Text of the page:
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Though I am often in the depths of misery, there is still calmness, pure harmony and music inside me. I see paintings or drawings in the poorest cottages and the dirtiest corners. And my mind is driven towards these things with an irresistible momentum.


A mood disorder, also referred to as an affective disorder, is an emotional condition that significantly impacts on a person’s mood and related functions. The combination of involved symptoms leads to a predominant mood state that is abnormal in quality, duration or both.


A classification of the types of mood disorders is presented in TABLE 68.1. There are two basic groups ranging from the very low mood of depression to the elevated mood of mania.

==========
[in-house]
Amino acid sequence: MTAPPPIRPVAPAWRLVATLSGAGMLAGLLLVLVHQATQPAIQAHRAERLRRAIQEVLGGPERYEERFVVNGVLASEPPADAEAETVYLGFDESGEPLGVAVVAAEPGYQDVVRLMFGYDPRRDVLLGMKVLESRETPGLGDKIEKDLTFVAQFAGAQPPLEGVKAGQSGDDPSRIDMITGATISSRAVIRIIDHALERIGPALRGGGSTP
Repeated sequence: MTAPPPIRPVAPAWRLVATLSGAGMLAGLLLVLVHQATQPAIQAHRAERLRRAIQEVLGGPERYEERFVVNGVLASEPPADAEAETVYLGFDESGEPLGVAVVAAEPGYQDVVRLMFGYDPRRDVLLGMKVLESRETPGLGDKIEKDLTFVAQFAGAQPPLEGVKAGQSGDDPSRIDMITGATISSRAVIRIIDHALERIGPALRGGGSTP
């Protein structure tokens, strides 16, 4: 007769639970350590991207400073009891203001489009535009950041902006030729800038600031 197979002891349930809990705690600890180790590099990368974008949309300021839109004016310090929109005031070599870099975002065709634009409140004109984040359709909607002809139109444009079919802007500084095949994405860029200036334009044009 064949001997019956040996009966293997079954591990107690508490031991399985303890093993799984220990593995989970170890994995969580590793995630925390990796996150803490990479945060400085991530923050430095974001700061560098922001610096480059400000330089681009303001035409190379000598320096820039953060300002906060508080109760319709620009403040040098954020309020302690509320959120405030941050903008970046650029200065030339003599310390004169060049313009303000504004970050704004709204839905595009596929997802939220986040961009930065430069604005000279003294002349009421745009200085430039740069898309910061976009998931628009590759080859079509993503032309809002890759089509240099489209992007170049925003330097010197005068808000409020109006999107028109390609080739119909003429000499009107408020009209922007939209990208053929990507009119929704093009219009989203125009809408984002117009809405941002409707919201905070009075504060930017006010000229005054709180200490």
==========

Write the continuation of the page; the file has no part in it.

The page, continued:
• The DSM-5 classification1 divides depressive disorders into major depressive disorder (MDD), disruptive mood dysregulation disorder, persistent depressive disorder (PDD) and premenstrual dysphoric disorder. Other ‘specified’ and ‘unspecified’ disorder categories allow for diagnosis of those patients who fall short of the various diagnostic criteria.2 Refer to CHAPTER 10 on depression.3

  • MDD is subclassified with coded course or severity specifiers. These include mild, moderate or severe (see TABLE 68.2)—with psychotic features, in partial remission and in full remission.

  • Non-coded specifiers can also be used, including ‘with anxious distress’, ‘with mixed features’, ‘with melancholic features’, ‘with atypical features’, ‘with mood-congruent psychotic features’, ‘with catatonia’, ‘with peripartum onset’ and ‘with seasonal pattern’.

Table 68.1Classification of mood disorders DSM-5
Table 68.2Classification of severity of depressive illness, based on clinical features

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